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Law clinic counsels off-campus students

Karen Langley | Thursday, March 30, 2006

In hopes of clarifying the legal issues involved with off-campus housing, three third-year law students from the Notre Dame Legal Aid Clinic advised nearly 50 student audience members about signing leases and avoiding eviction Wednesday night in 126 DeBartolo Hall.

Off-campus housing became a highly publicized school issue with the passing of an ordinance to South Bend’s Disorderly Housing Ordinance during the summer and subsequent eviction proceedings against Notre Dame students in the fall.

The event, organized by student government’s Community Relations committee, accomplished one goal of the campaign platform embraced by student body president-elect Lizzi Shappell and vice president-elect Bill Andrichik, who said they would provide legal aid for students.

“I think it’s a fantastic first step and a way for [Baron and I] to end this administration and to begin Bill and my administration,” Shappell said Monday.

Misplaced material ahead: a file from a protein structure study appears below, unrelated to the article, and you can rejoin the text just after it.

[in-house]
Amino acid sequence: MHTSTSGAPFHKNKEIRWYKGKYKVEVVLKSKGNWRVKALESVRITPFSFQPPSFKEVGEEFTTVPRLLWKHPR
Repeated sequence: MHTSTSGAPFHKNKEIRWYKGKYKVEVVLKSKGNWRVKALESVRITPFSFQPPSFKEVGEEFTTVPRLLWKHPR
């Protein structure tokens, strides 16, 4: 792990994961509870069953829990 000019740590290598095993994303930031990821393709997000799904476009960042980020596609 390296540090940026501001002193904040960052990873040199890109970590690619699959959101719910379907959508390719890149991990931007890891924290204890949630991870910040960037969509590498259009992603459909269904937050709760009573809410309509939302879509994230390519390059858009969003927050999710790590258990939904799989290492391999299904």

Nick Guzman, chair of the Community Relations committee, said the idea for the program originated over the summer and was further prompted by the autumn evictions of Notre Dame students at Turtle Creek.

“We hope to inform students so that they are better prepared to move off campus,” Guzman said. “Originally, we thought we would bring attorneys to campus to discuss these issues, but we decided having a law student perspective would be better received by undergrads.”

The Legal Aid Clinic, directed by professor Bob Jones, is Notre Dame Law School’s teaching clinic and provides poverty-law assistance and legal education under the supervision of law school faculty members.

Jones said the student presenters first met with Guzman and the Community Relations committee a month ago.

“I was glad so many people came,” Jones said. “There were some good questions. Hopefully, people are more educated about approaching off-campus rentals.”

Freshman Kristen Dold, who plans to move off-campus junior year, said the seminar helped increase students’ knowledge of their options in cases of housing problems.

“It’s good to be aware,” she said. “There are a lot of grey areas.”

Dold said students also wanted to hear more about issues of criminal law, such as specifics of students’ options in situations involving alcohol violations.

Sophomore Chris Schwarber, who will move off-campus next year, said he found information about the Disorderly House Ordinance and its amendment particularly relevant.

“[The presentation] was also good regarding the procedural part [of evictions],” he said. “I didn’t know much about that.”